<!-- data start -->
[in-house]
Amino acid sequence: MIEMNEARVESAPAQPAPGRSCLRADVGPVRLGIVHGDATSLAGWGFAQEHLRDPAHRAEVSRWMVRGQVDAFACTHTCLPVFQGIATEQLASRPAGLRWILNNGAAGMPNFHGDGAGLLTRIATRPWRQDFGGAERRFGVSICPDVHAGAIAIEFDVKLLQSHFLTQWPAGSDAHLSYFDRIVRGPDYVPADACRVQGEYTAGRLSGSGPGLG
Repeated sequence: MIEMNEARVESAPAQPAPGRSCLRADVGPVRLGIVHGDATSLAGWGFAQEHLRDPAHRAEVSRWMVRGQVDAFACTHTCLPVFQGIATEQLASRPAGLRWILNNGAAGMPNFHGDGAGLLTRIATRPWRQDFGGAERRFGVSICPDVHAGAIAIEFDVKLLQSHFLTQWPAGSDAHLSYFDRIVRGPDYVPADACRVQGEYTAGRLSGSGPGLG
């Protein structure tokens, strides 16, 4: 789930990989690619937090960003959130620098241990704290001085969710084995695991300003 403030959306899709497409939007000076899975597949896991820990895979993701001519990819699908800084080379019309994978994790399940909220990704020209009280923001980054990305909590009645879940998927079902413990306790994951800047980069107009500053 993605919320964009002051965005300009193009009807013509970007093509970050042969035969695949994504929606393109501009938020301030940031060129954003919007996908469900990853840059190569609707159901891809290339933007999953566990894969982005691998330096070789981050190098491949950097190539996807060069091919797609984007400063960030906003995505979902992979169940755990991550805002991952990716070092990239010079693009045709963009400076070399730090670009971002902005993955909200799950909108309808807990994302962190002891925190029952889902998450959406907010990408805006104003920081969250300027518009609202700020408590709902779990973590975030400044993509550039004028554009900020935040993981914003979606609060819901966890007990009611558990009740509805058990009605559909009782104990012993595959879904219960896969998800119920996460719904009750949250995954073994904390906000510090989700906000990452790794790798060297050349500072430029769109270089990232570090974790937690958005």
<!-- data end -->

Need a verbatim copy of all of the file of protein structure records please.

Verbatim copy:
[in-house]
Amino acid sequence: MIEMNEARVESAPAQPAPGRSCLRADVGPVRLGIVHGDATSLAGWGFAQEHLRDPAHRAEVSRWMVRGQVDAFACTHTCLPVFQGIATEQLASRPAGLRWILNNGAAGMPNFHGDGAGLLTRIATRPWRQDFGGAERRFGVSICPDVHAGAIAIEFDVKLLQSHFLTQWPAGSDAHLSYFDRIVRGPDYVPADACRVQGEYTAGRLSGSGPGLG
Repeated sequence: MIEMNEARVESAPAQPAPGRSCLRADVGPVRLGIVHGDATSLAGWGFAQEHLRDPAHRAEVSRWMVRGQVDAFACTHTCLPVFQGIATEQLASRPAGLRWILNNGAAGMPNFHGDGAGLLTRIATRPWRQDFGGAERRFGVSICPDVHAGAIAIEFDVKLLQSHFLTQWPAGSDAHLSYFDRIVRGPDYVPADACRVQGEYTAGRLSGSGPGLG
């Protein structure tokens, strides 16, 4: 789930990989690619937090960003959130620098241990704290001085969710084995695991300003 403030959306899709497409939007000076899975597949896991820990895979993701001519990819699908800084080379019309994978994790399940909220990704020209009280923001980054990305909590009645879940998927079902413990306790994951800047980069107009500053 993605919320964009002051965005300009193009009807013509970007093509970050042969035969695949994504929606393109501009938020301030940031060129954003919007996908469900990853840059190569609707159901891809290339933007999953566990894969982005691998330096070789981050190098491949950097190539996807060069091919797609984007400063960030906003995505979902992979169940755990991550805002991952990716070092990239010079693009045709963009400076070399730090670009971002902005993955909200799950909108309808807990994302962190002891925190029952889902998450959406907010990408805006104003920081969250300027518009609202700020408590709902779990973590975030400044993509550039004028554009900020935040993981914003979606609060819901966890007990009611558990009740509805058990009605559909009782104990012993595959879904219960896969998800119920996460719904009750949250995954073994904390906000510090989700906000990452790794790798060297050349500072430029769109270089990232570090974790937690958005």